We recommend storing your jar in a cool, dark, dry place.  We include a dessicant packet in every jar of capsules to help prevent rehydration of your capsules.  Though many people in the past have recommended storing capsules in the fridge, we do not.  The changes in temperature can cause condensation, which increases the risk of bacterial growth in your capsule jar.  After about 6 months you should move your capsules into a ziplock bag and place them in the freezer for long term storage.  If you wish to experience the benefits of the placenta after a year or two, you might consider opting for a placenta tincture.  Tinctures last indefinitely, and should also be stored in a cool, dark dry place, out of direct sunlight.

So how do I start?

We are excited to provide professional placenta services to families in Tucson and the surrounding areas.  If you’ve decided that you would like your placenta encapsulated, all you need to do is contact us today.  We can discuss any specific questions or concerns you may have, and create a custom plan for your placenta services.  We look forward to offering you another tool to aid in a smoother postpartum transition!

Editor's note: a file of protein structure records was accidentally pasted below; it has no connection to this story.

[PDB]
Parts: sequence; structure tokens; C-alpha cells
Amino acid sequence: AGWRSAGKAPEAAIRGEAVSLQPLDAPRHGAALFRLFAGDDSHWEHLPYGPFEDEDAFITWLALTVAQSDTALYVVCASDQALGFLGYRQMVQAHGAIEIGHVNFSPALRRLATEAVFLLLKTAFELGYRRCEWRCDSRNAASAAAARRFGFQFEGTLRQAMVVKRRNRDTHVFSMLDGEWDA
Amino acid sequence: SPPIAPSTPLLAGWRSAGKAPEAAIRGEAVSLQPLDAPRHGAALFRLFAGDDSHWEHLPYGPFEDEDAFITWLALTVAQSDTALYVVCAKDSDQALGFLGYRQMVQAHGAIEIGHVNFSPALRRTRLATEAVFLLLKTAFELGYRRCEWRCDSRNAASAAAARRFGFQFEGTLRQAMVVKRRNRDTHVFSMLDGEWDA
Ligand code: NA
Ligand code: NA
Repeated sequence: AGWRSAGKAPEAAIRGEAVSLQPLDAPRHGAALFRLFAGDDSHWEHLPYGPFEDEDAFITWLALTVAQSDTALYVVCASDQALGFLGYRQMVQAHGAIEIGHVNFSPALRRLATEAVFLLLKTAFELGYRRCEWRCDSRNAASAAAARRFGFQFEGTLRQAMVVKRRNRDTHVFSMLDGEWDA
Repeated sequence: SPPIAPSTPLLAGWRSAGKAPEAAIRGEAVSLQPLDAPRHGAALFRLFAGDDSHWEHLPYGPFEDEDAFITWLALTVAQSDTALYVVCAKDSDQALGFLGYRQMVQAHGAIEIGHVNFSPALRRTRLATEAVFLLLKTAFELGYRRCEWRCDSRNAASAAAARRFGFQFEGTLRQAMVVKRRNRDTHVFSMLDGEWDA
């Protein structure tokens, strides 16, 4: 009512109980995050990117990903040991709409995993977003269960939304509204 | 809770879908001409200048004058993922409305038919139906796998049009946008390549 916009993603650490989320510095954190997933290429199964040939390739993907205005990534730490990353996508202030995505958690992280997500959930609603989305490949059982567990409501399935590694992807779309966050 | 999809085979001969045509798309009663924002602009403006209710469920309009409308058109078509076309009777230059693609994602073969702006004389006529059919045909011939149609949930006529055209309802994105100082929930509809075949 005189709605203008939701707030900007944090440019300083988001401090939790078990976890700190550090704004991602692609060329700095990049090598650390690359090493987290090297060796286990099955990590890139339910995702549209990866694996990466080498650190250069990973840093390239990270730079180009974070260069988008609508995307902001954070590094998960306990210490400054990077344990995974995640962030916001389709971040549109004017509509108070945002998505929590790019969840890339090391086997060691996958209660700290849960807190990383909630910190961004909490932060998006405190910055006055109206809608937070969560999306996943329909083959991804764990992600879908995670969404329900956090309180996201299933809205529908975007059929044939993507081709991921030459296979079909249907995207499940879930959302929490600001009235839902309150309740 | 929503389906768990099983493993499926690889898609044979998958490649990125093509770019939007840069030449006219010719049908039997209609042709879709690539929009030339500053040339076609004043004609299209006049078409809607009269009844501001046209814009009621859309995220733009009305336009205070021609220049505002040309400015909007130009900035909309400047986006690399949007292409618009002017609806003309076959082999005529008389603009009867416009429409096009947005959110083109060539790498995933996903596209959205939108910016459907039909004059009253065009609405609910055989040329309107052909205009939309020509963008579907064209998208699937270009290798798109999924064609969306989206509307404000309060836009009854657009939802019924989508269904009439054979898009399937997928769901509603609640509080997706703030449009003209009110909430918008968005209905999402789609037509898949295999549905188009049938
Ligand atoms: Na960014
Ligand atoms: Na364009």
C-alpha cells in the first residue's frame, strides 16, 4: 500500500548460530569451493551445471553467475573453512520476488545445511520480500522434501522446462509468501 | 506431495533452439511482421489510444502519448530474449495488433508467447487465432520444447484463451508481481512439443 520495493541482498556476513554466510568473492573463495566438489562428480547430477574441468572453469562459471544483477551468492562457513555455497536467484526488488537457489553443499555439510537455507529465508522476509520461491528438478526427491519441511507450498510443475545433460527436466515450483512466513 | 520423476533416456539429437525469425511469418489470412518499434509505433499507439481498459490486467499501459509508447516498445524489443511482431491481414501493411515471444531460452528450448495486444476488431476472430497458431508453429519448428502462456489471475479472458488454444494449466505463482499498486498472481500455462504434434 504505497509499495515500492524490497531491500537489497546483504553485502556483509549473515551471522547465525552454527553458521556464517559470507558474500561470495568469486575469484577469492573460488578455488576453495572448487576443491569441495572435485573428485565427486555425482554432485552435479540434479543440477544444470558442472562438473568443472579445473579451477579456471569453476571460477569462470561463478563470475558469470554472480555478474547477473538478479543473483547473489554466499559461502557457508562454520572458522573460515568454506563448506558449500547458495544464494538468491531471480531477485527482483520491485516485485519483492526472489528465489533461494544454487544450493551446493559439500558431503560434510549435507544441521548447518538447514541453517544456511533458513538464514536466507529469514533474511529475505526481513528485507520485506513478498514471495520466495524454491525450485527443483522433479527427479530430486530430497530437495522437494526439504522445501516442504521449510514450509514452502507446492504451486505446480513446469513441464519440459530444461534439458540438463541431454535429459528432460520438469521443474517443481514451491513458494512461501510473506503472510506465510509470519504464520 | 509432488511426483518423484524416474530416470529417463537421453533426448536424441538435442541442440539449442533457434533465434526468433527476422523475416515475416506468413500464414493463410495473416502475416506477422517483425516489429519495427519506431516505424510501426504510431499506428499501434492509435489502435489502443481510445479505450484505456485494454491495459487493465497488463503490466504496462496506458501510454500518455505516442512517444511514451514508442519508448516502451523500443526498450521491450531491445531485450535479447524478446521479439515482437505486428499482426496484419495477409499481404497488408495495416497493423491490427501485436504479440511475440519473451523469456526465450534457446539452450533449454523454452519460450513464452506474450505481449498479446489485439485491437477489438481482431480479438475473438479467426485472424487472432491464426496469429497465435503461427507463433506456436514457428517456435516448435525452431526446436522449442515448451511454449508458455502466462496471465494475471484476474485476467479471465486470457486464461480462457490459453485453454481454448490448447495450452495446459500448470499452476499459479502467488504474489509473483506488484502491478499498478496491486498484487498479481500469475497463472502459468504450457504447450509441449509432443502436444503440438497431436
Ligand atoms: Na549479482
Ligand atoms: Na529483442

5 Responses

  1. Sarah
    | Reply

    Great, informative post!

  2. Sara
    | Reply

    I wish I could have hired you to encapsulate my placenta…I was too exhausted to do it myself after giving birth. Definitely feel like I could have trusted Tucson Doulas with my placenta!

  3. Molly Seimears
    | Reply

    The more I learn about placenta encapsulation the more I am interested in it. The initial ick-factor of it I felt is going away! Thanks for all the great info!

  4. Nicole
    | Reply

    as a fellow encapsulators I’m happy to hear placenta encapsulation is becoming more mainstream.